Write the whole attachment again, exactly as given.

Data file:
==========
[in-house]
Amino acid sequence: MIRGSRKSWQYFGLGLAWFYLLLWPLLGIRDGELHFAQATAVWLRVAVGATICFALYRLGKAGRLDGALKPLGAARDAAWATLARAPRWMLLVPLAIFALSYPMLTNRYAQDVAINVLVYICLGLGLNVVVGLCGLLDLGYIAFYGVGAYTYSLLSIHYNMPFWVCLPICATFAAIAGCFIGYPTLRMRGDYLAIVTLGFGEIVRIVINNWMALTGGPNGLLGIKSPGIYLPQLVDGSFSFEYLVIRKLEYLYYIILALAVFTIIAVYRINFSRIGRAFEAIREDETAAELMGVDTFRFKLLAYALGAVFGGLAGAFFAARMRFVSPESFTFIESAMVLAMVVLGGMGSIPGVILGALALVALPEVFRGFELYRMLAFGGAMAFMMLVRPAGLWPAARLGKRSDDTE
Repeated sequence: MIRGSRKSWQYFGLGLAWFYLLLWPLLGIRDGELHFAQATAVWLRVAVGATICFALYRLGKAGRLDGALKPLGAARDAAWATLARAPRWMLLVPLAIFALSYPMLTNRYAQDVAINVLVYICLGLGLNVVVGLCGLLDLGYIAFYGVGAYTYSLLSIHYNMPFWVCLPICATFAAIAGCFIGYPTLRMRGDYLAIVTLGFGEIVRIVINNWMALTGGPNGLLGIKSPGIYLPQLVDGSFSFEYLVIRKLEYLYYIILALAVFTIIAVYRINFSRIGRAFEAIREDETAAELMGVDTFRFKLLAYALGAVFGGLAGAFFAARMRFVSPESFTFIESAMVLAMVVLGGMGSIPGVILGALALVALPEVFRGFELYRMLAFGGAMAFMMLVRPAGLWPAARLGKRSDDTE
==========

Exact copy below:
[in-house]
Amino acid sequence: MIRGSRKSWQYFGLGLAWFYLLLWPLLGIRDGELHFAQATAVWLRVAVGATICFALYRLGKAGRLDGALKPLGAARDAAWATLARAPRWMLLVPLAIFALSYPMLTNRYAQDVAINVLVYICLGLGLNVVVGLCGLLDLGYIAFYGVGAYTYSLLSIHYNMPFWVCLPICATFAAIAGCFIGYPTLRMRGDYLAIVTLGFGEIVRIVINNWMALTGGPNGLLGIKSPGIYLPQLVDGSFSFEYLVIRKLEYLYYIILALAVFTIIAVYRINFSRIGRAFEAIREDETAAELMGVDTFRFKLLAYALGAVFGGLAGAFFAARMRFVSPESFTFIESAMVLAMVVLGGMGSIPGVILGALALVALPEVFRGFELYRMLAFGGAMAFMMLVRPAGLWPAARLGKRSDDTE
Repeated sequence: MIRGSRKSWQYFGLGLAWFYLLLWPLLGIRDGELHFAQATAVWLRVAVGATICFALYRLGKAGRLDGALKPLGAARDAAWATLARAPRWMLLVPLAIFALSYPMLTNRYAQDVAINVLVYICLGLGLNVVVGLCGLLDLGYIAFYGVGAYTYSLLSIHYNMPFWVCLPICATFAAIAGCFIGYPTLRMRGDYLAIVTLGFGEIVRIVINNWMALTGGPNGLLGIKSPGIYLPQLVDGSFSFEYLVIRKLEYLYYIILALAVFTIIAVYRINFSRIGRAFEAIREDETAAELMGVDTFRFKLLAYALGAVFGGLAGAFFAARMRFVSPESFTFIESAMVLAMVVLGGMGSIPGVILGALALVALPEVFRGFELYRMLAFGGAMAFMMLVRPAGLWPAARLGKRSDDTE